Wiser Van Zyl Looking Forward To Worlds

There is an old adage that says “with age comes wisdom” but listening to LJ Van Zyl talking about his chances at the World Championships in Beijing, it seems that fatherhood can also be a bearer of wisdom.  Van Zyl says:  ‘It is such a huge honour to represent South Africa at the World Championships again, especially considering the huge dip I went through.  There was a time when I thought I would never compete at this level again.’  Actually the next three weeks will be hectic for Van Zyl.
If everything goes according to plan he will run the final in Beijing on 25 August.  He will then fly back to Europe to compete in two more Diamond League Meetings, of which the second will be in Brussels on 11 September.  Three days later Van Zyl plans to be at his wife’s side when she gives birth to their son.
Irvette Van Zyl is a well-known Olympian marathoner.  Van Zyl’s reaction when asked about his busy schedule was ‘I am truly blessed’.  It will be the sixth time that the Tuks/HPC athlete will compete in the Championships.
It would have been seven times but he had to withdraw in 2003 because he had to prepare for his matric record exams.  Van Zyl has certainly gained wisdom since his first participation in Helsinki where he finished sixth in the final in a time of 48.54 seconds.  His participation in the Championships has actually been a roller coaster ride of highs and many lows.
In Osaka (2007) and Berlin (2009) he failed to qualify for the final.  Daegu (2011) will always be a highlight because he won a bronze medal, but Moscow (2013) was again frustrating because he failed to qualify for the final.  Van Zyl says:  ‘The most important lesson I have learned when it comes to the Championships, is not to think about the final when you still have to run the heats.  To be successful you have to realize that the Championships consist of three races, each with its own unique challenge.  At the semi-finals things really start to heat up.  Just think about it.  There will be 24 of us competing and only 8 will go through to the final.  This will obviously make for some tough racing and even the smallest mistake can cost you dearly.’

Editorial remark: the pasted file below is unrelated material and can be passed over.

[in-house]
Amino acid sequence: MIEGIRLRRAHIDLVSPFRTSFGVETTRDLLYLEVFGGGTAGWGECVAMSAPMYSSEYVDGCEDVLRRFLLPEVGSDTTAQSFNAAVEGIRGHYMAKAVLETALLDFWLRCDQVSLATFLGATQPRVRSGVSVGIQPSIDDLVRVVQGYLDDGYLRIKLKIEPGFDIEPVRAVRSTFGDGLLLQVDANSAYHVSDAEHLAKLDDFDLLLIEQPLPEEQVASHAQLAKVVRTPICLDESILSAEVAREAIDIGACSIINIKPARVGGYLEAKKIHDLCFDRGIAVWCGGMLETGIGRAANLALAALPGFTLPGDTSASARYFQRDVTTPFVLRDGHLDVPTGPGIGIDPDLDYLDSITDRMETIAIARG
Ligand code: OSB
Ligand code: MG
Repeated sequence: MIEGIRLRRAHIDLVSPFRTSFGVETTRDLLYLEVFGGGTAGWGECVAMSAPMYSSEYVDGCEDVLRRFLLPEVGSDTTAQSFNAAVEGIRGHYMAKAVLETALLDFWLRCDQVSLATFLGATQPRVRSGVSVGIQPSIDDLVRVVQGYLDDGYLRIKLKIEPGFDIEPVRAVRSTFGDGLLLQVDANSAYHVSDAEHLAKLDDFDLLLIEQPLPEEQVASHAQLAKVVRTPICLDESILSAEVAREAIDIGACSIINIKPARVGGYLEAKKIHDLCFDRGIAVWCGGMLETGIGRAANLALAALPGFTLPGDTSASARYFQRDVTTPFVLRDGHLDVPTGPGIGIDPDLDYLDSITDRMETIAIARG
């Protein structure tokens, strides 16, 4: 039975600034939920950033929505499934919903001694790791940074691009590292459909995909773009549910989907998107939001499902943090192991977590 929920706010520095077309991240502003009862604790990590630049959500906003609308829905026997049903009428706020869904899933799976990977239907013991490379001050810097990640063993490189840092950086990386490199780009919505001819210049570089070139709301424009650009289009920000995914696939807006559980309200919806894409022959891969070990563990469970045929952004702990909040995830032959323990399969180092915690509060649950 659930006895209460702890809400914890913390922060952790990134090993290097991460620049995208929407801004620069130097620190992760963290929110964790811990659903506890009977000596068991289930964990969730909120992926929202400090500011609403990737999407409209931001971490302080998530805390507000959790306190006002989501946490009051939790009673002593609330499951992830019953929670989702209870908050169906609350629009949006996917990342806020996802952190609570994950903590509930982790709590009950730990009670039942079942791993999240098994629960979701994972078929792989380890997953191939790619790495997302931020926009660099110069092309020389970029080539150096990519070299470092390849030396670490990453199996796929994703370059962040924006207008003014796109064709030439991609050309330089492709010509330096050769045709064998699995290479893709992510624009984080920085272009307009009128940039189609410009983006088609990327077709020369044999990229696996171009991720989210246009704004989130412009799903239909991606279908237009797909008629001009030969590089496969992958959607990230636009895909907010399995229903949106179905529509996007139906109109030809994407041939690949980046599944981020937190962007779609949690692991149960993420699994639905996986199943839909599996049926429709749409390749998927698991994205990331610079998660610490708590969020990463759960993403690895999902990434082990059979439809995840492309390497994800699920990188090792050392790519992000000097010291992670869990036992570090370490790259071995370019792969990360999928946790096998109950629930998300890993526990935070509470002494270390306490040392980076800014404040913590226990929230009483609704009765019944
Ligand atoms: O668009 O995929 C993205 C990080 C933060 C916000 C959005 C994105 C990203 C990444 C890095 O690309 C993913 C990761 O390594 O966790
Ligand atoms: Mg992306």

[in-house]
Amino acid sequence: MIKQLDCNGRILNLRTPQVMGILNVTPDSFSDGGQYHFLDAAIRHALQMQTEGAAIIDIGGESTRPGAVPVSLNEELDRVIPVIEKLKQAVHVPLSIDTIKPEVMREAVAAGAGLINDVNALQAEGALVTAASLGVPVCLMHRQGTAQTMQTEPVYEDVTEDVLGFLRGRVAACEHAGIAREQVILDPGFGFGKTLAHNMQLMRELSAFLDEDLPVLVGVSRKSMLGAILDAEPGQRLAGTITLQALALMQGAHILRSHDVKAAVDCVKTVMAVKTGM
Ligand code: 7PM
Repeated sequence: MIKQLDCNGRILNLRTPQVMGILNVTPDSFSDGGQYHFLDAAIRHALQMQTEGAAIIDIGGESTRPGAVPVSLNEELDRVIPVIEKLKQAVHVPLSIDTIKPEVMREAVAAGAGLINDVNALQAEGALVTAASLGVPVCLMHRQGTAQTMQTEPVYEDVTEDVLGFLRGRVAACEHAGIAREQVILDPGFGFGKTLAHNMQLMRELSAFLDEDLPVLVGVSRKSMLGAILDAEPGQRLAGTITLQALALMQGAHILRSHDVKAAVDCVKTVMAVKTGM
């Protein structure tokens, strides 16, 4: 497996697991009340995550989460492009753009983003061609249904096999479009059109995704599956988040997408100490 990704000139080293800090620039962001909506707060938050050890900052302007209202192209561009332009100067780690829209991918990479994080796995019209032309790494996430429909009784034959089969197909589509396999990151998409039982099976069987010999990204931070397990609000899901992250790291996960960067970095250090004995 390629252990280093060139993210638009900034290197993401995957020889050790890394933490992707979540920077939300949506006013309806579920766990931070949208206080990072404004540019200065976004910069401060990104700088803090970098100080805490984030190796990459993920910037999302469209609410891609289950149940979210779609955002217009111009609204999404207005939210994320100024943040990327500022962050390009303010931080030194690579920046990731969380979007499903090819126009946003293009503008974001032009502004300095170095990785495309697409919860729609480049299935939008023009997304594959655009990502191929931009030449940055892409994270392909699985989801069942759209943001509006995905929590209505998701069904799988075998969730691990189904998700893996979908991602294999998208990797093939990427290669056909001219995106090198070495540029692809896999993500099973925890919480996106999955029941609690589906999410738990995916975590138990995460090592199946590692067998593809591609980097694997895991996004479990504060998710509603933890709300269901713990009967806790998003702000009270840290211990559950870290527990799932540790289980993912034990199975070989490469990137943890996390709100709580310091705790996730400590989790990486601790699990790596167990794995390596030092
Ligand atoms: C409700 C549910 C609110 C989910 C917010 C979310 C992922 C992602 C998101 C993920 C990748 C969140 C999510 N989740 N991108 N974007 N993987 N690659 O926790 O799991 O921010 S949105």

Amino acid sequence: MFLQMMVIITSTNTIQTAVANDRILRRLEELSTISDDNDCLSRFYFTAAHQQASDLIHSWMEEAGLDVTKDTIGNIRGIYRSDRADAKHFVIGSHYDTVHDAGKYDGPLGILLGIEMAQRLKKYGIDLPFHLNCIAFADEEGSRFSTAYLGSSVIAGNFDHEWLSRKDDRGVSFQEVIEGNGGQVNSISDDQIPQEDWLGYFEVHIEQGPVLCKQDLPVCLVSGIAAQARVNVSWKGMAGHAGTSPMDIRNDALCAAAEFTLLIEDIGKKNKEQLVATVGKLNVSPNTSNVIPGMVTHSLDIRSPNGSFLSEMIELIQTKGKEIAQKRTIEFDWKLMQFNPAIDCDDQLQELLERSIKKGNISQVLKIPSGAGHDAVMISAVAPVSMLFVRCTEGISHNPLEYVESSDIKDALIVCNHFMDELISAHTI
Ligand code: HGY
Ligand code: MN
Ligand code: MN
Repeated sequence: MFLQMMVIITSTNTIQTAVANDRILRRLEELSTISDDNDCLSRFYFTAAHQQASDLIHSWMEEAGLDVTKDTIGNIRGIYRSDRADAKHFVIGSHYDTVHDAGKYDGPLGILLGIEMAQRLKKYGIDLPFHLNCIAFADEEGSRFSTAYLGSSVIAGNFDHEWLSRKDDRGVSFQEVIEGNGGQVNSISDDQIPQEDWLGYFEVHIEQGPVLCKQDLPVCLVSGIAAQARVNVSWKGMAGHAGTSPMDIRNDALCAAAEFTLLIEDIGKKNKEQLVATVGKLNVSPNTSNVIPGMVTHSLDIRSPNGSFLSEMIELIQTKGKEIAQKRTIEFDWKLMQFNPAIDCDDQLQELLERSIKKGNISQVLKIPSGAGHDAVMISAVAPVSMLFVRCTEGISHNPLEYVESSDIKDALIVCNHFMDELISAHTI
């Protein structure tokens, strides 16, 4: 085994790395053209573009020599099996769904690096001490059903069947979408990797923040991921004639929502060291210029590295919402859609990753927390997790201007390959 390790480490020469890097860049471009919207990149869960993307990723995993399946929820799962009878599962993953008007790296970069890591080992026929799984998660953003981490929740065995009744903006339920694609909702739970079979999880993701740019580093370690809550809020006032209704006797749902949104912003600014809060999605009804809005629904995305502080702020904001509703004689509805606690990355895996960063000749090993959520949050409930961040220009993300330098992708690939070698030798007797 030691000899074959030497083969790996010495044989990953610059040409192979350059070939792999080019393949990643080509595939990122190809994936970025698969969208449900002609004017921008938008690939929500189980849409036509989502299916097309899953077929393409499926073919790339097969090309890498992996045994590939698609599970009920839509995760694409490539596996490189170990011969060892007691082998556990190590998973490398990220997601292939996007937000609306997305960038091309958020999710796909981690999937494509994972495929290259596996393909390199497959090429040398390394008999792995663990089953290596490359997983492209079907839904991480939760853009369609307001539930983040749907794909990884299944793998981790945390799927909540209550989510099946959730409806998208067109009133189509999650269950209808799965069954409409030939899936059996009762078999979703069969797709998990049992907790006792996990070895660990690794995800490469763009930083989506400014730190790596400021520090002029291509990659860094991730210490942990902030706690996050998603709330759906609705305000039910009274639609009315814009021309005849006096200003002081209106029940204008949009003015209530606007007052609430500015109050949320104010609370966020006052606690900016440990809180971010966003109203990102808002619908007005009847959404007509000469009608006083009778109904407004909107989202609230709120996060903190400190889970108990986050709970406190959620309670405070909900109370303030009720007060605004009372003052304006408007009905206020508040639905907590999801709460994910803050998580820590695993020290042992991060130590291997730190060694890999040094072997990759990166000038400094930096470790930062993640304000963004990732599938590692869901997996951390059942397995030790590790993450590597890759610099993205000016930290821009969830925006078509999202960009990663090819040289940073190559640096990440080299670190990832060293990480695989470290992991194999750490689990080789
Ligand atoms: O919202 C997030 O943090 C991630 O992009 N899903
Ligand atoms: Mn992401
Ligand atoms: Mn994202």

Van Zyl is not prepared to make any bold predictions about his chances:  ‘As I have said, it is an honour to represent my country and I can only promise that I will give it my best.  Whether that will be good enough to win a medal remains to be seen.  My participation in the Diamond League, where I managed to finish second in three of my races, was a good confidence booster for me.’  According to Van Zyl the fact that he was able to consistently run fast times is even more important.  His best time this season of 48.78s places him 15th on the IAAF rankings.
Van Zyl expects Bershawn Jackson (US) and Johnny Dutch (US) to be the athletes to beat in the final.  He says:  ‘But the Championships can be very unpredictable.  You can never be sure who the inform athletes will be because there is often an athlete who causes a major surprise.  That is why I try not to focus on my opponents but rather on my own race.   In other words, I try to control the controllable.’  The fact that Van Zyl will be competing in his sixth Championships can lead to the assumption that he is near the end of his career, but this is certainly not the case.
The 30-year old says:  ‘If my body holds up I would love to represent South Africa at one more Championships and also at the 2018 Commonwealth Games.  I guess it would then be a good time to retire.’  Last year’s Commonwealth Champion and African Champion, Cornel Fredericks, is the other Tuks/HPC athlete who will be in action in the 400-hurdles.
Photo credit: Reg Caldecott